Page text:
Sunday, March 28, 2010

Sweet tree.

"The air smells like honey!"

That's what our daughter said when we got out of the car. The reason was all around us, the resin wafting from the buds and unfurling leaves of black cottonwood.

Cottonwoods are generous, messy trees.

Leaf bud and female catkin.

In early spring they drop sticky bud scales and dead-caterpillar male catkins. Later on, the female catkins produce masses of fluffy seeds that make snowdrifts next to curbs.

They grow to impressive sizes, creating wildlife habitat while living--

Bald Eagle nest (modest size by eagle standards).

here, notably, nesting platforms for Bald Eagles. The reaching hand arrangement of upper branches allows for the construction of some colossal nests.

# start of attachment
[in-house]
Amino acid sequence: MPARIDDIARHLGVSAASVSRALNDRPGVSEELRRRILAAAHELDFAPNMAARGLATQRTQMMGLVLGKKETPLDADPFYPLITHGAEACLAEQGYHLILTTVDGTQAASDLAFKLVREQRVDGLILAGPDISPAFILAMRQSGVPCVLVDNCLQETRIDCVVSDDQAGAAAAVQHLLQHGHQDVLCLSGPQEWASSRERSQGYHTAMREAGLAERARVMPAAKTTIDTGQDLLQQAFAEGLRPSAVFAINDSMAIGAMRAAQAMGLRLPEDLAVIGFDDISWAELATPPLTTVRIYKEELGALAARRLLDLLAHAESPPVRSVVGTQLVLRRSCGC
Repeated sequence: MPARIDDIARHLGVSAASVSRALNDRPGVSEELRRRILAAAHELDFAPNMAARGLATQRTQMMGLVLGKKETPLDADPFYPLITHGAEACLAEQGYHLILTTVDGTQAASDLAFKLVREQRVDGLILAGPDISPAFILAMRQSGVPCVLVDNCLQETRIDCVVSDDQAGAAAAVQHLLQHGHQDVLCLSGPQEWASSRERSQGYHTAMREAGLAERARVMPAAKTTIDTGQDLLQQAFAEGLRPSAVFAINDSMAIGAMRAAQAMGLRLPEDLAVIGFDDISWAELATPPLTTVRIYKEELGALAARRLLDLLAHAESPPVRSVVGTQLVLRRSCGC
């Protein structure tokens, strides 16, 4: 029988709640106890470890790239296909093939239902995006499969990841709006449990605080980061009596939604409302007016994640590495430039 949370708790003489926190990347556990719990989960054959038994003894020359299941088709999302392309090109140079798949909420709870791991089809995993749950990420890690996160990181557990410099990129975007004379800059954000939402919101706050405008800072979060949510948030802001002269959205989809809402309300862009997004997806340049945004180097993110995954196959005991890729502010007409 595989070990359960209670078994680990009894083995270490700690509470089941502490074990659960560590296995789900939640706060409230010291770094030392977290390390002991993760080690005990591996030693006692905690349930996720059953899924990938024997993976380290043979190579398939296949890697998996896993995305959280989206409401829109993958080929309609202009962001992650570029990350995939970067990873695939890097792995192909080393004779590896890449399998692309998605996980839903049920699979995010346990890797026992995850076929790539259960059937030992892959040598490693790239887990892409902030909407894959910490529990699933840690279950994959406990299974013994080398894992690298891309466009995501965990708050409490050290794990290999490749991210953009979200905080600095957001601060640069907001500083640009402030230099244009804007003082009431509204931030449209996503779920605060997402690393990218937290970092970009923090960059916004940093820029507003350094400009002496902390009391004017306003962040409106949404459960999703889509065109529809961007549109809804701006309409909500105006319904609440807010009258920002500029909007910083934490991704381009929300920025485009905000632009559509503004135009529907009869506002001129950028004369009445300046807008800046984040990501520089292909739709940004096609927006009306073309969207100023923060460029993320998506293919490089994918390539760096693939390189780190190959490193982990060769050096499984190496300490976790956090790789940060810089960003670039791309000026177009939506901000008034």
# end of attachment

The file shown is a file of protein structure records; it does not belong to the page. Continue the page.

After death cottonwoods continue to provide, with day-roosts for bats, and foraging, nesting or hibernating spots for any number of vertebrates and invertebrates beneath peeling sheets of bark . Most conspicuously, dead cottonwoods develop into prime snags for cavity nesting birds and mammals.

How many generations of Northern Flickers have nested here? A true family tree.

But this comes much later on. For now, they sure smell nice. I love the smell of cottonwood in the morning. It smells like...spring.


Karen said...

Much better than Napalm/victory, for sure! Nice post. I don't know if we have any cottonwoods nearby, I'll have to look, er, smell for them.

Pablo said...

Contribution for the Festival of the Trees?